Goals and dreams

Thirteen-year-old Piper Allen, of Watson Lake, and Mike Smith, Olympic-gold-medal-winning

goalie and bonafide NHLer with the Arizona Coyotes, have two things in common: they love the game of hockey and they can’t wait to meet each other. And they will. Soon.

On August 1 and 2, Smith and other NHL players and alumni will be in Watson Lake to offer a hockey camp for Yukon youth. It is the 15th year of the National Hockey League Players’ Association’s Goals & Dreams program that reaches out to deserving youth around the world, to help develop the game of hockey. “I am hoping to meet Mike Smith the most,” says Allen via an email interview. “I am inspired by the fact that he is a gold medalist. “I also want to meet him because he is one of the main people who organized this event, and I really want to thank him for that.”

By phone, Smith said, “I’m really looking forward to meeting the kids in the Yukon. “On the two days, from 8 to 12, we’ll be on the ice with instruction and conversation. That will be fun to get to know the kids. “And they get to meet some NHL players and alumni. “Then we will do some fi shing at the boat launch in the afternoon and they will get a chance to get to know us and learn that we are just like them: we are just big kids who get to play in the NHL and live our dream.”

Also coming to Watson Lake will be Smith’s teammate, B.J. Crombeen, along with his father, Mike Crombeen, an alumnus of the St. Louis Blues and Hartford Whalers. And there will be David Booth and Brent Gilchrist.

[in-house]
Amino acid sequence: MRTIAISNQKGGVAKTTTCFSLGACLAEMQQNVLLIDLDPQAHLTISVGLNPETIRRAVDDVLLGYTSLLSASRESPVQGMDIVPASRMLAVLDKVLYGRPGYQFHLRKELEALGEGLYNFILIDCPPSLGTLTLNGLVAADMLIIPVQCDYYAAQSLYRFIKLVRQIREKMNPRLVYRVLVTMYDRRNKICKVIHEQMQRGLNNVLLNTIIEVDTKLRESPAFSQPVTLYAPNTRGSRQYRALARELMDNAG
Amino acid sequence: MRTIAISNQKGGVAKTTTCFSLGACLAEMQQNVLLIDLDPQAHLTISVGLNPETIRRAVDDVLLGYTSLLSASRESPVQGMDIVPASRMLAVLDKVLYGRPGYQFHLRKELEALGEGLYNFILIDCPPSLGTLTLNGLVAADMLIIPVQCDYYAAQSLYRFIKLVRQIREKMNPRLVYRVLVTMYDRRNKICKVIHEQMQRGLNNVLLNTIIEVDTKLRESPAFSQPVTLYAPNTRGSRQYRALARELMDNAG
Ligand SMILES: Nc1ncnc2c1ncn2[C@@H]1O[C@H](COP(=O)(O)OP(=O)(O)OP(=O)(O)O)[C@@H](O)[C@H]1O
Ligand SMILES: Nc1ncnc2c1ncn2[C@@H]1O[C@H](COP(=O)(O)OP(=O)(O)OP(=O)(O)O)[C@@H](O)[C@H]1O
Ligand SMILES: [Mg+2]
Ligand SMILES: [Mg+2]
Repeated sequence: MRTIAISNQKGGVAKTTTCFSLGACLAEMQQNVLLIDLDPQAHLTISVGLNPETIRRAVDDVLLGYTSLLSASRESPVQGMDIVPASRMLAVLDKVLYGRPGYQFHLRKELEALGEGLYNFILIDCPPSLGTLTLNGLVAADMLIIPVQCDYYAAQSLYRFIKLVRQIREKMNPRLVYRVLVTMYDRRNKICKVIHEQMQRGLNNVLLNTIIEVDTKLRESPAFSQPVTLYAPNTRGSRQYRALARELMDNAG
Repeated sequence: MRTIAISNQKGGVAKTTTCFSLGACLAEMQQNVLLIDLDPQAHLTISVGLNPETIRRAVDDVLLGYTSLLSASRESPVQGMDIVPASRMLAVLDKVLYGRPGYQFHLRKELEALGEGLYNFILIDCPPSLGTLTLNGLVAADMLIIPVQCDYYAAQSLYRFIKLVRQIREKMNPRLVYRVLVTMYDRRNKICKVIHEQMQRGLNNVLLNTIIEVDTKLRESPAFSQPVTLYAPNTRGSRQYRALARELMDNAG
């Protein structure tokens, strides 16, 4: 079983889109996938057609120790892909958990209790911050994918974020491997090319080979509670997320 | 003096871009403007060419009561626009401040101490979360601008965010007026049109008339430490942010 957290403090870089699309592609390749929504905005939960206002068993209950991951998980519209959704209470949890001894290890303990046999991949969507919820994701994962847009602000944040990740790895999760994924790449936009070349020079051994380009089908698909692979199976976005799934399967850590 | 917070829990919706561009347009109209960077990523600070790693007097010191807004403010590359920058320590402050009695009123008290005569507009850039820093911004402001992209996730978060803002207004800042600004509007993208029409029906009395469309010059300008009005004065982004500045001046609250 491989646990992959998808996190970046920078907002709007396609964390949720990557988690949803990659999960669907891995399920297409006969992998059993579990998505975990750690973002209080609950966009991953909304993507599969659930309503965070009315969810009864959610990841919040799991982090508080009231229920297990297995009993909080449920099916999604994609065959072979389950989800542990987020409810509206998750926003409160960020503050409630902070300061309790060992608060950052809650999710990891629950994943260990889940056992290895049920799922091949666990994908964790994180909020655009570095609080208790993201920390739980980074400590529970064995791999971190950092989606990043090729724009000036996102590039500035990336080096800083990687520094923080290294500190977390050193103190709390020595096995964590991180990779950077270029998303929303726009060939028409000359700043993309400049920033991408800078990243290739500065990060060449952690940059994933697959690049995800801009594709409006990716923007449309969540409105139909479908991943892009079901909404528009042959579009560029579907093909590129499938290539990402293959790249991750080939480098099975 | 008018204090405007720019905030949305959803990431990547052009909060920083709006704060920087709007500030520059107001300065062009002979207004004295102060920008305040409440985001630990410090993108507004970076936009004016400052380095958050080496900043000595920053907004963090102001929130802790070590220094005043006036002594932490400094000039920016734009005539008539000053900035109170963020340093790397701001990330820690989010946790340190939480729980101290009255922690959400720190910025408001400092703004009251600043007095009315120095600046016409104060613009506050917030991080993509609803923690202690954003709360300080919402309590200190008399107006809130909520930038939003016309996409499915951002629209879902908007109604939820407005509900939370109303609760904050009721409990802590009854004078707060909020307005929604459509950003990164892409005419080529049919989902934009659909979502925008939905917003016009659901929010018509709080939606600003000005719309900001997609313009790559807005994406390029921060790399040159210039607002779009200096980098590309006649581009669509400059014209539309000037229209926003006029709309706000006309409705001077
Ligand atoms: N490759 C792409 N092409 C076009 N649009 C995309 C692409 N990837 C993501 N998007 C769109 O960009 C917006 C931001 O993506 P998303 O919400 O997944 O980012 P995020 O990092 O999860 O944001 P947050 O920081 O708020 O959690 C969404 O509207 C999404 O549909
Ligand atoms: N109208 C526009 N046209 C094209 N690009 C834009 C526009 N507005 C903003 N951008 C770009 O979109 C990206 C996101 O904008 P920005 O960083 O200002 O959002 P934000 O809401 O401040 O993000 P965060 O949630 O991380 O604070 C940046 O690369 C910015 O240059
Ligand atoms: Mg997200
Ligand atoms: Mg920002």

Besides instruction and encouragement, they will be leaving behind $20,000 worth of new hockey equipment, donated to the community of Watson Lake. The NHLers will find time to offer professional development for local hockey coaches along with coaching the Sergeant’s Cup recreational hockey game, which includes members of the RCMP and Watson Lake Silver Tip Oldtimers.

And there will be a community potlatch.

Allen, who plays for the Watson Lake Wolverines, is impressed with the onslaught of attention from the good people behind the Goals & Dreams program. “It is so awesome to be taught by an NHLer,” she says. “Living in a small community, we don’t get opportunities like this very often. This is a really special event for Watson. “All of the hockey players here in Watson fantasize about meeting professional hockey players, and now that we have the chance to, everybody is thrilled.”

Explaining why he is back on the road after a long season, Smith says, “This opportunity arose and it is something that is near and dear to my heart. “Now that I have a family, I have really cherished the time with the kids. “It was not so long ago that I was young kid, growing up in Verona, Ontario, looking up to professional athletes. “So, I should give some of my time to these awesome kids.”

Smith says he hasn’t played with any graduates of the Goals & Dreams program yet, but he is looking forward to it.

Good players can come from anywhere, but those from small communities, like Smith, can have a more special experience. “I feel the whole town behind me when I’ve gone to the Olympics and done well,” he says of Verona. “It feels special to me to say I come from a small town and everyone, there, has a little part in what I’ve done.”

Smith says he is also looking forward to meeting the volunteers in the Yukon who helped pull the hockey camp together.

Helping with the event are the Watson Lake Minor Hockey Association, Watson Lake RCMP, JDS Silver, ATCO Electric Yukon, Air North, Yukon Amateur Hockey Association and Yukon community recreational staffs.

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